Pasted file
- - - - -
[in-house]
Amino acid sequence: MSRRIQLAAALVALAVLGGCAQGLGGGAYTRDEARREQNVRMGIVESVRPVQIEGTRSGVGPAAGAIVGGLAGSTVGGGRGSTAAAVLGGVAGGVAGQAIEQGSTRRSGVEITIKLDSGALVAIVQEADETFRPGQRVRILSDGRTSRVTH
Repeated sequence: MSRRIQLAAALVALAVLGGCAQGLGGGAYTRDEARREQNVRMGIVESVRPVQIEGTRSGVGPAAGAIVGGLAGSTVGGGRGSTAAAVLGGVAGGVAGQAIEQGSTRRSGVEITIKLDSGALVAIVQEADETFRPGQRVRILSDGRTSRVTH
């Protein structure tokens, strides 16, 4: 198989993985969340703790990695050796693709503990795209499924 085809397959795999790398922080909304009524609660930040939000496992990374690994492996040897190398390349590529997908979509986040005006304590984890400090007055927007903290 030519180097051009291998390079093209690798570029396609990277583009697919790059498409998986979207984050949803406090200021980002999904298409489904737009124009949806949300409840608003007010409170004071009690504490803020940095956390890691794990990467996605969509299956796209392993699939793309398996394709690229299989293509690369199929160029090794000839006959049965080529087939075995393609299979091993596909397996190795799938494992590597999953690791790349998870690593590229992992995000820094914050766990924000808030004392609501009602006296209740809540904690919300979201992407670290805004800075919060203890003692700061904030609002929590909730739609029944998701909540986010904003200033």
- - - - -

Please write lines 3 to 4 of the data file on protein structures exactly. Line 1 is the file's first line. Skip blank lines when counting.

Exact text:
Repeated sequence: MSRRIQLAAALVALAVLGGCAQGLGGGAYTRDEARREQNVRMGIVESVRPVQIEGTRSGVGPAAGAIVGGLAGSTVGGGRGSTAAAVLGGVAGGVAGQAIEQGSTRRSGVEITIKLDSGALVAIVQEADETFRPGQRVRILSDGRTSRVTH
């Protein structure tokens, strides 16, 4: 198989993985969340703790990695050796693709503990795209499924 085809397959795999790398922080909304009524609660930040939000496992990374690994492996040897190398390349590529997908979509986040005006304590984890400090007055927007903290 030519180097051009291998390079093209690798570029396609990277583009697919790059498409998986979207984050949803406090200021980002999904298409489904737009124009949806949300409840608003007010409170004071009690504490803020940095956390890691794990990467996605969509299956796209392993699939793309398996394709690229299989293509690369199929160029090794000839006959049965080529087939075995393609299979091993596909397996190795799938494992590597999953690791790349998870690593590229992992995000820094914050766990924000808030004392609501009602006296209740809540904690919300979201992407670290805004800075919060203890003692700061904030609002929590909730739609029944998701909540986010904003200033």